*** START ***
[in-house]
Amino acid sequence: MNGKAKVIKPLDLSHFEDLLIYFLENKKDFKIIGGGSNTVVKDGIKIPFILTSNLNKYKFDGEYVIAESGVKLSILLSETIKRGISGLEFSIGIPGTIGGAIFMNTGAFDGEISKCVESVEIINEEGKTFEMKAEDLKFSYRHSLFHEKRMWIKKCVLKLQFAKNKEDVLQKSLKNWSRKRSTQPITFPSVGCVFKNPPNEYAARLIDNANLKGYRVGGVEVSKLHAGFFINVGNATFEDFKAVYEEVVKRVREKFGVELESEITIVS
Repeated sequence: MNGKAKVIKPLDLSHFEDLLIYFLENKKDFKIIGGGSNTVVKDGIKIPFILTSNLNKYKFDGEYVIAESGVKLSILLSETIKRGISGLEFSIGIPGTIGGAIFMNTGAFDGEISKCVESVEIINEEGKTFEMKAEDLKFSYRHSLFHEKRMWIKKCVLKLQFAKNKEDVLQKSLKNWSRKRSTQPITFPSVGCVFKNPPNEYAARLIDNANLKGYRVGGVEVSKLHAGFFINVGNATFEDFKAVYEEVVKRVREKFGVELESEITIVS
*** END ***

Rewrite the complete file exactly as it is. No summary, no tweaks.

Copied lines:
[in-house]
Amino acid sequence: MNGKAKVIKPLDLSHFEDLLIYFLENKKDFKIIGGGSNTVVKDGIKIPFILTSNLNKYKFDGEYVIAESGVKLSILLSETIKRGISGLEFSIGIPGTIGGAIFMNTGAFDGEISKCVESVEIINEEGKTFEMKAEDLKFSYRHSLFHEKRMWIKKCVLKLQFAKNKEDVLQKSLKNWSRKRSTQPITFPSVGCVFKNPPNEYAARLIDNANLKGYRVGGVEVSKLHAGFFINVGNATFEDFKAVYEEVVKRVREKFGVELESEITIVS
Repeated sequence: MNGKAKVIKPLDLSHFEDLLIYFLENKKDFKIIGGGSNTVVKDGIKIPFILTSNLNKYKFDGEYVIAESGVKLSILLSETIKRGISGLEFSIGIPGTIGGAIFMNTGAFDGEISKCVESVEIINEEGKTFEMKAEDLKFSYRHSLFHEKRMWIKKCVLKLQFAKNKEDVLQKSLKNWSRKRSTQPITFPSVGCVFKNPPNEYAARLIDNANLKGYRVGGVEVSKLHAGFFINVGNATFEDFKAVYEEVVKRVREKFGVELESEITIVS